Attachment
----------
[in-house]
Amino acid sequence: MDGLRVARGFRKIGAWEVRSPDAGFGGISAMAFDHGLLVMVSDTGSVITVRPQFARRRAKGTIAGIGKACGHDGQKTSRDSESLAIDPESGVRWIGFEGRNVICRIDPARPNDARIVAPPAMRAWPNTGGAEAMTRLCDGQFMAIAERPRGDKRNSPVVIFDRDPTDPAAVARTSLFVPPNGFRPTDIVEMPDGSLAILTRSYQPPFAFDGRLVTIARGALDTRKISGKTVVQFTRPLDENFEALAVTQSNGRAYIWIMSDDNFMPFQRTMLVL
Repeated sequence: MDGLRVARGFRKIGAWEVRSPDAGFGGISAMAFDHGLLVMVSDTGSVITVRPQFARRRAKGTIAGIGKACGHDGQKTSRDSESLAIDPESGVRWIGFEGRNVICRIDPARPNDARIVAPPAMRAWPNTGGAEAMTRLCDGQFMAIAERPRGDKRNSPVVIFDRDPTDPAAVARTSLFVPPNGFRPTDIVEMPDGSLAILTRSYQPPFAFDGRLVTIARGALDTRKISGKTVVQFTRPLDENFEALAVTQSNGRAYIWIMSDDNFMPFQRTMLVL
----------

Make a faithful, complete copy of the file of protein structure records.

[in-house]
Amino acid sequence: MDGLRVARGFRKIGAWEVRSPDAGFGGISAMAFDHGLLVMVSDTGSVITVRPQFARRRAKGTIAGIGKACGHDGQKTSRDSESLAIDPESGVRWIGFEGRNVICRIDPARPNDARIVAPPAMRAWPNTGGAEAMTRLCDGQFMAIAERPRGDKRNSPVVIFDRDPTDPAAVARTSLFVPPNGFRPTDIVEMPDGSLAILTRSYQPPFAFDGRLVTIARGALDTRKISGKTVVQFTRPLDENFEALAVTQSNGRAYIWIMSDDNFMPFQRTMLVL
Repeated sequence: MDGLRVARGFRKIGAWEVRSPDAGFGGISAMAFDHGLLVMVSDTGSVITVRPQFARRRAKGTIAGIGKACGHDGQKTSRDSESLAIDPESGVRWIGFEGRNVICRIDPARPNDARIVAPPAMRAWPNTGGAEAMTRLCDGQFMAIAERPRGDKRNSPVVIFDRDPTDPAAVARTSLFVPPNGFRPTDIVEMPDGSLAILTRSYQPPFAFDGRLVTIARGALDTRKISGKTVVQFTRPLDENFEALAVTQSNGRAYIWIMSDDNFMPFQRTMLVL